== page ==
Virtual Campuses: How School Has Gone Online

This post is from our series on Virtual students and how school has become more and more online.  See our other posts from the Virtual Student series here.

My freshman year at Emory was the first year of Facebook.  I also picked my roommate on a social network, selected my classes on my laptop and attended the virtual club fair before the actual club fair.  I think every year school is going more and more online. I wanted to write a post about virtual campus as it relates to middle school, high school and college students for parents to get a small view into how campus is changing.

1) Virtual Bulletin Board

[youtube]http://www.youtube.com/watch?v=oio2L2UxLo0[/youtube]

Many schools are using online systems like Learnlink (see video) and OPUS.  These sites allow users to not only go to the website, or heaven forbid an actual bulletin board on campus for announcements, but can log into their desktop to get bulletins tailored for them.  Everything for the net-generation is personalized.  Most students are receiving virtual dashboards where they can message teachers, friends, see events and announcements on everything from clubs to student council initiatives.

2) Virtual Office Hours

More and more teachers are holding virtual office hours using Skype or iChat.  They tell their students they will be on webcam for certain hours of specific days of the week and students can call in to ask a question.  They can also use Skypes free screen sharing software so teachers can work on problems from their computer.  They can also use the virtual academic websites to ask questions and teach over the  web.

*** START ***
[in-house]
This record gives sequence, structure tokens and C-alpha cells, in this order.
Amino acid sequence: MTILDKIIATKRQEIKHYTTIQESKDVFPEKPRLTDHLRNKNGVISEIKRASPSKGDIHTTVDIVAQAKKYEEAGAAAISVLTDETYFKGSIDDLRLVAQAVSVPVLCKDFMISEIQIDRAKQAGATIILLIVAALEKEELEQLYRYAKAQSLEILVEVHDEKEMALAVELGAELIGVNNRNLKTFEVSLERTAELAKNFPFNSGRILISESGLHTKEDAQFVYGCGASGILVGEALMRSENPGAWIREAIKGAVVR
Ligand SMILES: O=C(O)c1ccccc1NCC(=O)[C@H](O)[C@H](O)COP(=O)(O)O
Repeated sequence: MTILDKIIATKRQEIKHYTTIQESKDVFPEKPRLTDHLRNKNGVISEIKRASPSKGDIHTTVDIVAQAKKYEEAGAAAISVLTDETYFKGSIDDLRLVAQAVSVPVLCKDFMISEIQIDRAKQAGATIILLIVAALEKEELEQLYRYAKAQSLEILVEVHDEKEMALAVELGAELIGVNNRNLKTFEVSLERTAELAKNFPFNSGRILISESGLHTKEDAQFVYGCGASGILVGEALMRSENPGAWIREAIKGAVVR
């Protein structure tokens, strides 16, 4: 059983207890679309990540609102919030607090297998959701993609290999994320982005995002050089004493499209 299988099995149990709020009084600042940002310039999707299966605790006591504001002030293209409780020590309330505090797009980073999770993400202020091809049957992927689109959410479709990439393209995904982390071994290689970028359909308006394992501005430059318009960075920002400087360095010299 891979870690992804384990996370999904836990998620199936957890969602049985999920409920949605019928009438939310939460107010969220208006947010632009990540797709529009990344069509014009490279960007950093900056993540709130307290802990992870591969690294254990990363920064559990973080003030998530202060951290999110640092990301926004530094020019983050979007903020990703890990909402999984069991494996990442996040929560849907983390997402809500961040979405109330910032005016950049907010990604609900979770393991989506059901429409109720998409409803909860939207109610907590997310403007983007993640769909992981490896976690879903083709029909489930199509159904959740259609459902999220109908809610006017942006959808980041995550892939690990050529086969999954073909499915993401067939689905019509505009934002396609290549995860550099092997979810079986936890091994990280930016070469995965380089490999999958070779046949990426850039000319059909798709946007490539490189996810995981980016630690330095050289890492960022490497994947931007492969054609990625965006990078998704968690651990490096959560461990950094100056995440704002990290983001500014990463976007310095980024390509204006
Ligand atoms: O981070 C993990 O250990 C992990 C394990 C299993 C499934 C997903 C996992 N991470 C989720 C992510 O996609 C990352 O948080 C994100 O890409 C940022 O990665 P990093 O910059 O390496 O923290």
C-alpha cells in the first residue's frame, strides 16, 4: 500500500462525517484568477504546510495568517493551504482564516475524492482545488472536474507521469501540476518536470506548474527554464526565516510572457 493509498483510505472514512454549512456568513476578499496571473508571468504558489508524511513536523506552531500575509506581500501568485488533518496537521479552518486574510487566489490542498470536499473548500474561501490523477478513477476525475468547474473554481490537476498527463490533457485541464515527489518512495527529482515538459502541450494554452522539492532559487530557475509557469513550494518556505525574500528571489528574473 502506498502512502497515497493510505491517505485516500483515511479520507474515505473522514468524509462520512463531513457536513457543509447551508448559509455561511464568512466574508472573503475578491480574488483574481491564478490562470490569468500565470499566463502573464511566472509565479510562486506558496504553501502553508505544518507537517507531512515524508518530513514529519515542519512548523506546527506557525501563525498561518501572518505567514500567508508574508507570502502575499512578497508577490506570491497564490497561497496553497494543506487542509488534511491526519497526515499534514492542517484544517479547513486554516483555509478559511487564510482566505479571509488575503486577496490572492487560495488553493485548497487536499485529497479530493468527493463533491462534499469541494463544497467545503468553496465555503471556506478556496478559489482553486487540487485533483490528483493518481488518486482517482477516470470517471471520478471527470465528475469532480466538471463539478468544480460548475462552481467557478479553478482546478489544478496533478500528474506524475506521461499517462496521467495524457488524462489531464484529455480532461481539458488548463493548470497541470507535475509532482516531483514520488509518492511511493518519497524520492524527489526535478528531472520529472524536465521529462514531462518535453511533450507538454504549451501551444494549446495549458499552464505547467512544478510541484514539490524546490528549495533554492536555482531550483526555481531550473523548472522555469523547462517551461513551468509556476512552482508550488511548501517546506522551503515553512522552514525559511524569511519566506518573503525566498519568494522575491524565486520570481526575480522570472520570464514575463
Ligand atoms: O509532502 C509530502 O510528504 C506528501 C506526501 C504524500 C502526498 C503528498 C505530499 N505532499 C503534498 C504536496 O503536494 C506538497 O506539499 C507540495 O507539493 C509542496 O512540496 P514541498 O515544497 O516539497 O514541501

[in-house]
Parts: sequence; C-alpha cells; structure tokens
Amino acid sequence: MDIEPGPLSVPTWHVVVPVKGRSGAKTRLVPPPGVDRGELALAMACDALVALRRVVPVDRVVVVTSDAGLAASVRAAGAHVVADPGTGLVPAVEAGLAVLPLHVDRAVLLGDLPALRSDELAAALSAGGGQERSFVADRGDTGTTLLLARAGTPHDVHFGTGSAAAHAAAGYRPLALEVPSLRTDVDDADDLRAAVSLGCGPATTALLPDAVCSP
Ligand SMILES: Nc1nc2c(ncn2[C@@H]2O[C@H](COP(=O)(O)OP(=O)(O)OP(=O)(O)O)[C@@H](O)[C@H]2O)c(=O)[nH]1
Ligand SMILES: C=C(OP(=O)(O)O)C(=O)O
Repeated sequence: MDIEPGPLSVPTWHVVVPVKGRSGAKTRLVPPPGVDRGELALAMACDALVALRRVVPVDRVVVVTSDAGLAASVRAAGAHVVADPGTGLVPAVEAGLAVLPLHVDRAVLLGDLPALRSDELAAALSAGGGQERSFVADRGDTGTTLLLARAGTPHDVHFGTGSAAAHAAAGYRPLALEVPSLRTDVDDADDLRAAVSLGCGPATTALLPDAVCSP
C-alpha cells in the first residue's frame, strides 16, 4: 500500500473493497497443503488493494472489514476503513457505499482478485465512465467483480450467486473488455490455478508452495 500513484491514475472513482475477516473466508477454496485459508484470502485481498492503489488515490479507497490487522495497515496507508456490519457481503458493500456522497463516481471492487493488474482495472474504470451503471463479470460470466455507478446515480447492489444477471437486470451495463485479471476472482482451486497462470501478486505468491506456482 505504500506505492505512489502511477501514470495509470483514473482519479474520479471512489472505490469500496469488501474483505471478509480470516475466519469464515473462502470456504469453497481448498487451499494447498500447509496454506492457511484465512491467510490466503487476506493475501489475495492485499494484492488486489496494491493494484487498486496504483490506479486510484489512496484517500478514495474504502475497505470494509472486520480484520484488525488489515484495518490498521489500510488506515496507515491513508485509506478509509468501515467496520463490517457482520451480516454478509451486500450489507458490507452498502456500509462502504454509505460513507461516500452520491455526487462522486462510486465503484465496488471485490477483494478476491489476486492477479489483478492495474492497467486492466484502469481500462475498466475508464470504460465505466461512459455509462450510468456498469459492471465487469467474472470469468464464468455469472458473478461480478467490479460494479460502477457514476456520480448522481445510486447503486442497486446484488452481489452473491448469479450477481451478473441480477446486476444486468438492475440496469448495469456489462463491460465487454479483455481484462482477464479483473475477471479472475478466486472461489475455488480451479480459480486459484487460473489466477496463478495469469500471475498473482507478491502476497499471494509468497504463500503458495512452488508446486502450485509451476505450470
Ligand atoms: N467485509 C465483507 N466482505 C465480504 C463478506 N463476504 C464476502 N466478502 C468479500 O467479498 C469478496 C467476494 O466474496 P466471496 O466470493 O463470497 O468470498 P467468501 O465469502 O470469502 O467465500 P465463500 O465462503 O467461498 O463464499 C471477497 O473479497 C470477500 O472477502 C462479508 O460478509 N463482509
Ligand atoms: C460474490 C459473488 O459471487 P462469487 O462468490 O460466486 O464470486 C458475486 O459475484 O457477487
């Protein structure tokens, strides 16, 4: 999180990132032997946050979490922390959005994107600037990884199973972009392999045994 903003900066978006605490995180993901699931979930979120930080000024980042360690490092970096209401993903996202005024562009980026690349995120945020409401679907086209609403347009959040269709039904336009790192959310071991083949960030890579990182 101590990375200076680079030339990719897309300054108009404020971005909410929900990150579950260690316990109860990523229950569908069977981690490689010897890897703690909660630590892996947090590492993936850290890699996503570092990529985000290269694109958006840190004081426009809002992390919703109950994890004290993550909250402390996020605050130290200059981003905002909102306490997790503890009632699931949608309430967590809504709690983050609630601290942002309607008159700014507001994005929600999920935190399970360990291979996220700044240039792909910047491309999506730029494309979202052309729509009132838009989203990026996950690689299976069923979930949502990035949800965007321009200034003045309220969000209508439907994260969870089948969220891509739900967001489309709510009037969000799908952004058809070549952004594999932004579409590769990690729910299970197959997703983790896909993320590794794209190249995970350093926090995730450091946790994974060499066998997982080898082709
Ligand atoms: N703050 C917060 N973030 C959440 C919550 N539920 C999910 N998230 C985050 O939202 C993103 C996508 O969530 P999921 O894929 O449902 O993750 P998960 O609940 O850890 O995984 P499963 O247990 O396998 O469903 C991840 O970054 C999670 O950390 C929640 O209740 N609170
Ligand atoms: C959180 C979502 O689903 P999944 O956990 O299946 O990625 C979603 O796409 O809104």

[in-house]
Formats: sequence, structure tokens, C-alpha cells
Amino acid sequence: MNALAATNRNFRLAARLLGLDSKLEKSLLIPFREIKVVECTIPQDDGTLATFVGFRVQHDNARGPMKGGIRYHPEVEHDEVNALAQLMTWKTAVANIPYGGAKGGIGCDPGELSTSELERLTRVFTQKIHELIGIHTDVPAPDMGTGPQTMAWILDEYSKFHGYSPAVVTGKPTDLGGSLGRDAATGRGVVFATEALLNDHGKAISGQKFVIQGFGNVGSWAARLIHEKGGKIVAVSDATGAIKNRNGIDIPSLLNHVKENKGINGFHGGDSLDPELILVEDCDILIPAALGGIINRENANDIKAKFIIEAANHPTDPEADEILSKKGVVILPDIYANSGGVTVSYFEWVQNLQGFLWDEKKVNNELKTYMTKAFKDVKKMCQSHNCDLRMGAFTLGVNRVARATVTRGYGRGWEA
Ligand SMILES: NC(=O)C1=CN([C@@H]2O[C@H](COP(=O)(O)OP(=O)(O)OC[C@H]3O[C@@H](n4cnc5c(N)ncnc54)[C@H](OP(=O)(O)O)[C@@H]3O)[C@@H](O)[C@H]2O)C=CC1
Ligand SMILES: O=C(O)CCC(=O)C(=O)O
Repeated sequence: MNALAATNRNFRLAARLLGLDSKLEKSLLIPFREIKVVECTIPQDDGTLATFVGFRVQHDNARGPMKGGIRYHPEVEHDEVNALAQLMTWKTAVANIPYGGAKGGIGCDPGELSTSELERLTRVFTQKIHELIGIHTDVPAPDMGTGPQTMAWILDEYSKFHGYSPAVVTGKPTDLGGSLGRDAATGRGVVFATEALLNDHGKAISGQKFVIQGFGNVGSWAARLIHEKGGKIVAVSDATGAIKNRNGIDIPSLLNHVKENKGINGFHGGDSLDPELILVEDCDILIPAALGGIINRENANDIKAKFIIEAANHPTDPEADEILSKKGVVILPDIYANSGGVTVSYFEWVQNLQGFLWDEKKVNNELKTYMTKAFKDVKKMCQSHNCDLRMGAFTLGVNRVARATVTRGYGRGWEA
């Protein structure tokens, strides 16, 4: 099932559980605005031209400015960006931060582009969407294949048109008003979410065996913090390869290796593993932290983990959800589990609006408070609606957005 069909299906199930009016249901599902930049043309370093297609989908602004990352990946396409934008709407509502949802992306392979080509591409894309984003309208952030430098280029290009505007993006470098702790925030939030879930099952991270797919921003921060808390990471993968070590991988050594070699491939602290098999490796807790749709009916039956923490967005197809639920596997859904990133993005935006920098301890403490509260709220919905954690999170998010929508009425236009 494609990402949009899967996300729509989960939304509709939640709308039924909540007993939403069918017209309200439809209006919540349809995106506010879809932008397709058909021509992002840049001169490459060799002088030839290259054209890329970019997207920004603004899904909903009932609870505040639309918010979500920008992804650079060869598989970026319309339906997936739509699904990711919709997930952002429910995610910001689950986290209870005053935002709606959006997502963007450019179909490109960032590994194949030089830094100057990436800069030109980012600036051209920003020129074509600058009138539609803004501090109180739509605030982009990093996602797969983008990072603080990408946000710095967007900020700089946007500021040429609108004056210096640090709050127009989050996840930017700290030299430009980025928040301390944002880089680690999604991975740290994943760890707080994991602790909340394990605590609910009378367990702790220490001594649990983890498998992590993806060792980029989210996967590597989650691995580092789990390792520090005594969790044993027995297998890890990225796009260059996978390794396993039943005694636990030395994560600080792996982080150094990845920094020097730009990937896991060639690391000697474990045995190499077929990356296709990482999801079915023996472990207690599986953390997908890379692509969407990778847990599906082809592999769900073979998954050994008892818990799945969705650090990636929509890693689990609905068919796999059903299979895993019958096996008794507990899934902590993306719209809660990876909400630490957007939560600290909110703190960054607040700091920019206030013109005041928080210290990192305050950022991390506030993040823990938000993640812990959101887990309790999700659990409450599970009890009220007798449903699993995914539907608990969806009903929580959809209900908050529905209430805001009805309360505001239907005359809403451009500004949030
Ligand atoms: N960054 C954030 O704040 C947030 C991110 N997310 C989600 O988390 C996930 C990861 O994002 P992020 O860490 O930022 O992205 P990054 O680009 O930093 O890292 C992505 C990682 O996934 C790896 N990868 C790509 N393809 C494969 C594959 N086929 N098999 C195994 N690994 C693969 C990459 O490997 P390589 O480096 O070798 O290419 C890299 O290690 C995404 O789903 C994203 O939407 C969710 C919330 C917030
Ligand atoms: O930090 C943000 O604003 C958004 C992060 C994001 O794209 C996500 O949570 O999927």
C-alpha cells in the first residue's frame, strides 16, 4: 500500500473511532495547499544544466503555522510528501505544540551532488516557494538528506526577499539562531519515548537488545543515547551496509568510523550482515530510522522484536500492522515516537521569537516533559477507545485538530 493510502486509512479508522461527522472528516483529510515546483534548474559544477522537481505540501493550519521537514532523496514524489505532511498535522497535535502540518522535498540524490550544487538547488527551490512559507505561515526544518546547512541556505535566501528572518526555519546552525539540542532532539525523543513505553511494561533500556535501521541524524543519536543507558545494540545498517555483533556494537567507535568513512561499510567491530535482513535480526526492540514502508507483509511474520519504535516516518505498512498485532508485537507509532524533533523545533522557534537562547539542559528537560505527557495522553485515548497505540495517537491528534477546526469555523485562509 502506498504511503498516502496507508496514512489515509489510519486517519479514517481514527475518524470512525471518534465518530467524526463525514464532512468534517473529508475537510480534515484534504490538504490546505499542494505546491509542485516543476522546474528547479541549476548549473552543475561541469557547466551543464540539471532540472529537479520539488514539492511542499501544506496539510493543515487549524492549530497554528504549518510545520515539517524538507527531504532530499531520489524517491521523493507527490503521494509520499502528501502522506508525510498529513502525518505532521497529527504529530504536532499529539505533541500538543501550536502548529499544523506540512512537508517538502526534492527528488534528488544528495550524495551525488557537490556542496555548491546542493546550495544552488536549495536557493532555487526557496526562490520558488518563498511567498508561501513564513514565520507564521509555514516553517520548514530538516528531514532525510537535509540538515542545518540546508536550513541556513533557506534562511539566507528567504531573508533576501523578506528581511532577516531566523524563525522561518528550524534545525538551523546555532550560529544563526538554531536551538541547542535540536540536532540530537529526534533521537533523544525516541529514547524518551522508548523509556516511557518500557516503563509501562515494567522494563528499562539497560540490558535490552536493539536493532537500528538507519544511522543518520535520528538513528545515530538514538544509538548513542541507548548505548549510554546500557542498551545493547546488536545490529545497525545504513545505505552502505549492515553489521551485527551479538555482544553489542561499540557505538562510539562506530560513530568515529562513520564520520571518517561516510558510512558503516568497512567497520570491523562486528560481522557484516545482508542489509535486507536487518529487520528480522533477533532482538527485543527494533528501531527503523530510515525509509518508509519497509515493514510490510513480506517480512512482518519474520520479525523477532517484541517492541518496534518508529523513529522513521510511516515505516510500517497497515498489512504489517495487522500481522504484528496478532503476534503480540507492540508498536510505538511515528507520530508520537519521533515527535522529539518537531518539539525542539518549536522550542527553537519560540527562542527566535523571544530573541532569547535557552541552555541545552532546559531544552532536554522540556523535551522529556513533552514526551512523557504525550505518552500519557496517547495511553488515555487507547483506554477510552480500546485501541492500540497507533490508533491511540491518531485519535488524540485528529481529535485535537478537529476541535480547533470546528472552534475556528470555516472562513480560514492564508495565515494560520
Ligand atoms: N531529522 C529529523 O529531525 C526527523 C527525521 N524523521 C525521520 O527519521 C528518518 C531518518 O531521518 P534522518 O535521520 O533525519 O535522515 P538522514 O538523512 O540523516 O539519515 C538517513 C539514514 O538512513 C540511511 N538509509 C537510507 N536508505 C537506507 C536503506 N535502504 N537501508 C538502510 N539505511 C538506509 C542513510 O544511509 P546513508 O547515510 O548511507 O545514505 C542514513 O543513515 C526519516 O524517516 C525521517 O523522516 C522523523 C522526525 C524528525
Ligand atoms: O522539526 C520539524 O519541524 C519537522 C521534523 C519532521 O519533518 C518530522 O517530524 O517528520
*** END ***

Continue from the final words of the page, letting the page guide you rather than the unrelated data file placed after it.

7 Academic Websites

3) Virtual Drop Box

Deadlines are now online.  I wrote a post about emailing teachers.

[link]

Deadlines are now 12am instead of ‘class on Thursday’ and we are seeing more classes going paperless.

5) Virtual Classroom [link]

Blackboard, Nings, Wikis and other social networks are being used inside and outside the classroom for teaching, teacher to student interaction and student to student interaction.  Can crowdsourcing (or maybe classourcing) be used to review sheets, homework and study guides—yes!

6) Virtual Recess [Link]

Not only are students hanging out online in class, for homework and to learn they are also hanging out online outside of class.  Club meetings are held via webcam, I surfed my potential roommates likes and dislikes before I ever met them and knew she went to an all-girls school, loved yogurt and hated sports without having to ask.

I hope this post can just start to shift the way adults, teachers and parents think about how students go to school.  This is ok, there are some downsides (less face to face, easier to plagiarize, more miscommunications) but there are many upsides (can learn in creative ways, have access to more learning portals and options and school can be more exciting.)

Challenge: Sit down with your kids and go through an average day at school.  Have them list all of the virtual things they do and then tell them what YOUR version of that activity was when you were in school.  You will learn about what it is like to go to school now, they will get some perspective on how things have changed and you will bond!

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